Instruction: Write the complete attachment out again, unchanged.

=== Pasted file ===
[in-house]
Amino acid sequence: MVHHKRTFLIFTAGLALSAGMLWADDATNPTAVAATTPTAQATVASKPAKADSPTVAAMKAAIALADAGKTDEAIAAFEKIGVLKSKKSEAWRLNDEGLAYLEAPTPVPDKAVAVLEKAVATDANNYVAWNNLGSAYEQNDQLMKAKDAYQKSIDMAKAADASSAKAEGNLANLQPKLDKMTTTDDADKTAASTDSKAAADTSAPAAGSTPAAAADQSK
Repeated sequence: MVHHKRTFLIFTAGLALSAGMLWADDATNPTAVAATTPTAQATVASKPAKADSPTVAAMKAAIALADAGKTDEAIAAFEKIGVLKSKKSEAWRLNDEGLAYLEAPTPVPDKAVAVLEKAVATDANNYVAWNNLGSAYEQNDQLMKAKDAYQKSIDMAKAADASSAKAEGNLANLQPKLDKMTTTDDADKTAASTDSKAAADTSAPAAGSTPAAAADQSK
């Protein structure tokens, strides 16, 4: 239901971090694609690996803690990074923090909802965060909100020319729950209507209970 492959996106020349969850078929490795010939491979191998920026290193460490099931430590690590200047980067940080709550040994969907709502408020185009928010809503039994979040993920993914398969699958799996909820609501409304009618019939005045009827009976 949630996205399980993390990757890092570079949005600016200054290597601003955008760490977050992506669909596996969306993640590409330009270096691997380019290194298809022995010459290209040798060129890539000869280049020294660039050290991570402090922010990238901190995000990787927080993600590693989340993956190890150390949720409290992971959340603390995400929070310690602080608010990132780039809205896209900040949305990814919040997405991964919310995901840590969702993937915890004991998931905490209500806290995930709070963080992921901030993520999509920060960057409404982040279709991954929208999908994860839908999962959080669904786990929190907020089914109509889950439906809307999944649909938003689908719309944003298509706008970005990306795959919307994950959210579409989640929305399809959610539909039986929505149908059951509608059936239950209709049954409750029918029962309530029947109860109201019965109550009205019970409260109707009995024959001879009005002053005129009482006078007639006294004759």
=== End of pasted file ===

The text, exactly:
[in-house]
Amino acid sequence: MVHHKRTFLIFTAGLALSAGMLWADDATNPTAVAATTPTAQATVASKPAKADSPTVAAMKAAIALADAGKTDEAIAAFEKIGVLKSKKSEAWRLNDEGLAYLEAPTPVPDKAVAVLEKAVATDANNYVAWNNLGSAYEQNDQLMKAKDAYQKSIDMAKAADASSAKAEGNLANLQPKLDKMTTTDDADKTAASTDSKAAADTSAPAAGSTPAAAADQSK
Repeated sequence: MVHHKRTFLIFTAGLALSAGMLWADDATNPTAVAATTPTAQATVASKPAKADSPTVAAMKAAIALADAGKTDEAIAAFEKIGVLKSKKSEAWRLNDEGLAYLEAPTPVPDKAVAVLEKAVATDANNYVAWNNLGSAYEQNDQLMKAKDAYQKSIDMAKAADASSAKAEGNLANLQPKLDKMTTTDDADKTAASTDSKAAADTSAPAAGSTPAAAADQSK
């Protein structure tokens, strides 16, 4: 239901971090694609690996803690990074923090909802965060909100020319729950209507209970 492959996106020349969850078929490795010939491979191998920026290193460490099931430590690590200047980067940080709550040994969907709502408020185009928010809503039994979040993920993914398969699958799996909820609501409304009618019939005045009827009976 949630996205399980993390990757890092570079949005600016200054290597601003955008760490977050992506669909596996969306993640590409330009270096691997380019290194298809022995010459290209040798060129890539000869280049020294660039050290991570402090922010990238901190995000990787927080993600590693989340993956190890150390949720409290992971959340603390995400929070310690602080608010990132780039809205896209900040949305990814919040997405991964919310995901840590969702993937915890004991998931905490209500806290995930709070963080992921901030993520999509920060960057409404982040279709991954929208999908994860839908999962959080669904786990929190907020089914109509889950439906809307999944649909938003689908719309944003298509706008970005990306795959919307994950959210579409989640929305399809959610539909039986929505149908059951509608059936239950209709049954409750029918029962309530029947109860109201019965109550009205019970409260109707009995024959001879009005002053005129009482006078007639006294004759």